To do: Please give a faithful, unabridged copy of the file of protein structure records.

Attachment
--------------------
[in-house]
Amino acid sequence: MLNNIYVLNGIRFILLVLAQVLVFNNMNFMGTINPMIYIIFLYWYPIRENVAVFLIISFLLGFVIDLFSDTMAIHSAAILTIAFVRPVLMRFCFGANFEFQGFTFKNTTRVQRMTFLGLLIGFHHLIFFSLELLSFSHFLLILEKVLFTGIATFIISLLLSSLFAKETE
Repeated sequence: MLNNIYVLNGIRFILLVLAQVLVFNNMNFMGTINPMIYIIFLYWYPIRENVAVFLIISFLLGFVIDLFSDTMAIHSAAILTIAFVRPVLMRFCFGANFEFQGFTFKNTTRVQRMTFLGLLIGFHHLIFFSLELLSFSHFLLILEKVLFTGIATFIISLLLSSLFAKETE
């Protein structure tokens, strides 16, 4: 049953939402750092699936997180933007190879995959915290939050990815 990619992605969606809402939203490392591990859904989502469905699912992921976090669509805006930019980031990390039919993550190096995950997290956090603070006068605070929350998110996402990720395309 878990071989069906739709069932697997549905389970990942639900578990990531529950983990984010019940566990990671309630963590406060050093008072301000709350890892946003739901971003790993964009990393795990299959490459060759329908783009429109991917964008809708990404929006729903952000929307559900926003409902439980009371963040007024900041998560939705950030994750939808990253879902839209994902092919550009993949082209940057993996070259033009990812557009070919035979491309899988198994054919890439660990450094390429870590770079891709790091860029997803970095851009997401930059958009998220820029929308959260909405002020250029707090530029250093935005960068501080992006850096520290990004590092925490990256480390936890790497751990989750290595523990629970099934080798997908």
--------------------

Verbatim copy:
[in-house]
Amino acid sequence: MLNNIYVLNGIRFILLVLAQVLVFNNMNFMGTINPMIYIIFLYWYPIRENVAVFLIISFLLGFVIDLFSDTMAIHSAAILTIAFVRPVLMRFCFGANFEFQGFTFKNTTRVQRMTFLGLLIGFHHLIFFSLELLSFSHFLLILEKVLFTGIATFIISLLLSSLFAKETE
Repeated sequence: MLNNIYVLNGIRFILLVLAQVLVFNNMNFMGTINPMIYIIFLYWYPIRENVAVFLIISFLLGFVIDLFSDTMAIHSAAILTIAFVRPVLMRFCFGANFEFQGFTFKNTTRVQRMTFLGLLIGFHHLIFFSLELLSFSHFLLILEKVLFTGIATFIISLLLSSLFAKETE
């Protein structure tokens, strides 16, 4: 049953939402750092699936997180933007190879995959915290939050990815 990619992605969606809402939203490392591990859904989502469905699912992921976090669509805006930019980031990390039919993550190096995950997290956090603070006068605070929350998110996402990720395309 878990071989069906739709069932697997549905389970990942639900578990990531529950983990984010019940566990990671309630963590406060050093008072301000709350890892946003739901971003790993964009990393795990299959490459060759329908783009429109991917964008809708990404929006729903952000929307559900926003409902439980009371963040007024900041998560939705950030994750939808990253879902839209994902092919550009993949082209940057993996070259033009990812557009070919035979491309899988198994054919890439660990450094390429870590770079891709790091860029997803970095851009997401930059958009998220820029929308959260909405002020250029707090530029250093935005960068501080992006850096520290990004590092925490990256480390936890790497751990989750290595523990629970099934080798997908």